wind turbine ice

TU Delft researchers test innovative de-icing technique in Sirris’s climate chamber

15 June 2016
Pieter Jan Jordaens

Delft University of Technology (TU Delft) conducts pioneering research into new technologies for the wind industry. The research team developed a new technique to prevent icing on turbine rotor blades and used the large climate chamber at Sirris’s OWI Lab to validate their prototype.

  • Enormous growth potential for wind energy in cold regions
  • Adaptation of wind technology to extremely cold climatic condition
  • Laboratory test campaign for new wind turbine de-icing technique

TU Delft’s wind energy research group  is a world leader in research into new technologies for the wind industry. The university is also working hard to further encourage and facilitate the use of wind energy worldwide. 

“As TU Delft lacks the necessary testing facilities, the researchers came to test their prototype at Sirris’s OWI Lab in late 2015.” 
De-icing technique

Keeping turbines ice-free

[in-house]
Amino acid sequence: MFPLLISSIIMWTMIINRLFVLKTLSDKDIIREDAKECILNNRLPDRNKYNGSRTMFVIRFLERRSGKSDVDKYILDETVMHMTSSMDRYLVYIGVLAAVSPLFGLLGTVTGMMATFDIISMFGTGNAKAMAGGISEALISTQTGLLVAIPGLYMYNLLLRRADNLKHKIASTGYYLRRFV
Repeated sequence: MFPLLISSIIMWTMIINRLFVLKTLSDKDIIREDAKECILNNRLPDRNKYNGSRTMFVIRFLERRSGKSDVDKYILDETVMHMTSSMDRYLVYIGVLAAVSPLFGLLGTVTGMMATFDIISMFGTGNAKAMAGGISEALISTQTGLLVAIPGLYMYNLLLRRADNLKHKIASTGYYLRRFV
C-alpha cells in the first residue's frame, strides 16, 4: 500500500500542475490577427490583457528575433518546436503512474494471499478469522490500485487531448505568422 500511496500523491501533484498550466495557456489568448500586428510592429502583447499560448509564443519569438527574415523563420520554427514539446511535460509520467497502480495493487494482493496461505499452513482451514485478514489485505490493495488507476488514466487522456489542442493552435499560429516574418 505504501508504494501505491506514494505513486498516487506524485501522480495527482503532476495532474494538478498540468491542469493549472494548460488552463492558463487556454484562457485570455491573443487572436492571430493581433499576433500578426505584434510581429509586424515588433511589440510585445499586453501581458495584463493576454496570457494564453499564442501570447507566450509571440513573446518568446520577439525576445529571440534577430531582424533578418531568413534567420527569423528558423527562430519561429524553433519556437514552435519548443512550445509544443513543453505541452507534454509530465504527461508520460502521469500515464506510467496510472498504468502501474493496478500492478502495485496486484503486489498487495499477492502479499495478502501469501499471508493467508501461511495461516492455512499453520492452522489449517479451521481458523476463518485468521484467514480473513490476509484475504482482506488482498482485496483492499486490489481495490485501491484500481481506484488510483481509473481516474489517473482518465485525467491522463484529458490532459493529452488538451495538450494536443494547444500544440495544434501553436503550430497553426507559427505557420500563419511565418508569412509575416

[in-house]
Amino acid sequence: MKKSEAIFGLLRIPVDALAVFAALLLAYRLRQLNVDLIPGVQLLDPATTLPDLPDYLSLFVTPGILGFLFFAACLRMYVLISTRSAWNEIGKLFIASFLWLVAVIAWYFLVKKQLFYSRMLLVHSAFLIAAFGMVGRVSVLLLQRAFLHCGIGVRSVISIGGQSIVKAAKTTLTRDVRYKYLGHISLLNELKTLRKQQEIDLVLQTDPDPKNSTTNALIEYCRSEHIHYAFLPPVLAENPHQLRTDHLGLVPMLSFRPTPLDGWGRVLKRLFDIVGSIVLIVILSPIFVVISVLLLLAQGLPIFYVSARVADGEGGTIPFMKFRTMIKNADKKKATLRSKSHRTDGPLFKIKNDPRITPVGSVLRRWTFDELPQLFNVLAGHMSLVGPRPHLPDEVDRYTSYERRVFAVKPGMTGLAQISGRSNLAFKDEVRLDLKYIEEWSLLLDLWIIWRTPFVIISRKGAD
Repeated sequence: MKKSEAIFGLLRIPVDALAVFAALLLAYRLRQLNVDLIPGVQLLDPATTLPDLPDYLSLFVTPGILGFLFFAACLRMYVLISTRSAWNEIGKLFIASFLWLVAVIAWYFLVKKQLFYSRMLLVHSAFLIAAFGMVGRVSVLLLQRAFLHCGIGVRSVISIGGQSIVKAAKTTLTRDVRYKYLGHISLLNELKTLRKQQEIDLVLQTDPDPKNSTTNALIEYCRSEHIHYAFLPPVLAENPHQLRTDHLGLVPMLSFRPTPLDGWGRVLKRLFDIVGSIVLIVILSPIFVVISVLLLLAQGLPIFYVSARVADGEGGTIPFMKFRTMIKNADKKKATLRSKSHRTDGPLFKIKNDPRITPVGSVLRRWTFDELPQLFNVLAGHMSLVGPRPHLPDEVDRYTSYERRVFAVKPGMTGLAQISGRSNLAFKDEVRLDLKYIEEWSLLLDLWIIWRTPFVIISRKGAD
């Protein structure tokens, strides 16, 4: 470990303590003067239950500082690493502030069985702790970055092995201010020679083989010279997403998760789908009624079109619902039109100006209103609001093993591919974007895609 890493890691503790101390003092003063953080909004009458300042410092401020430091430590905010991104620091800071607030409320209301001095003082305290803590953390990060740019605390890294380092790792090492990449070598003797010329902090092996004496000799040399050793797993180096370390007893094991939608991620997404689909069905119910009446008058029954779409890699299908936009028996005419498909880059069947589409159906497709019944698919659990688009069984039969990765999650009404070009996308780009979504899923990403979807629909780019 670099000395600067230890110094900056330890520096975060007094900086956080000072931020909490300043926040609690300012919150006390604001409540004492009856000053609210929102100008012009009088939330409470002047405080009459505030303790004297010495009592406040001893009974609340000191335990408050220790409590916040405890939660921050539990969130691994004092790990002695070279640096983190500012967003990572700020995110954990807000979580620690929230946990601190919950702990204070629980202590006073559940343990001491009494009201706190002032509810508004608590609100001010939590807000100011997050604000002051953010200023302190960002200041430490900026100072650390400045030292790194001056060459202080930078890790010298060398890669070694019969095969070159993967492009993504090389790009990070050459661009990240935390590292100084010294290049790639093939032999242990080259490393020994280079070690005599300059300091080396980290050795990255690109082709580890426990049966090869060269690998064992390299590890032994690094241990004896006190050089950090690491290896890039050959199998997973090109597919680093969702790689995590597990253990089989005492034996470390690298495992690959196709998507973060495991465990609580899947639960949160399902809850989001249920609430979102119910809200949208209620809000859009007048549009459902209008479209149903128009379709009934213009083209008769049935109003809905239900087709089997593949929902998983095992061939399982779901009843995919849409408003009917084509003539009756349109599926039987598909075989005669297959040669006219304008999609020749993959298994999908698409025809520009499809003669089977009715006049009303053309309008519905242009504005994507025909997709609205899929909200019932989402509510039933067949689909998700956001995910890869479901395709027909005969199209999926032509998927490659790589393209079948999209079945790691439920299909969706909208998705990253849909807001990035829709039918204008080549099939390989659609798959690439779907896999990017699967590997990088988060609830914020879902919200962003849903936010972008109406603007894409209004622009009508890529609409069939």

The wind energy market in the High North is on the cusp of a major breakthrough. Its potential could even exceed that of the offshore market, as the excellent wind conditions and higher air density in cold regions mean that production output is greater. What’s more, there is much less opposition to the construction of large wind farms due to the low population density.

That said, the cold climate throws up new challenges. All machine parts and materials must be able to withstand low temperatures, for example, and icing on rotor blades can destabilise the turbine and cause damage to the blades or turbine housing. If the ice comes loose, it also poses a safety risk to local residents and maintenance technicians.

Controlled testing of icing 

TU Delft researchers examined the issue of icing and developed a completely new de-icing technique. Because they lack the necessary test facilities themselves, they came to test their prototype in the climate chamber at Sirris’s OWI Lab in late 2015.

The large climate chamber is perfectly suited for carrying out icing tests quickly and efficiently as it can cool rapidly to -60 °C and use ice-spray guns to simulate ice formation. The researchers were able to observe the whole testing process through the chamber’s large window using high-speed cameras, and a thermal camera capable of withstanding extremely low temperatures was set up inside the climate chamber. 

Prototype validated

TU Delft’s testing campaign lasted three days, during which the researchers monitored the process closely. The test results helped them to understand where further optimisations could be made. The prototype has since been validated and the university is looking at how its innovative de-icing technique can be brought to market. 


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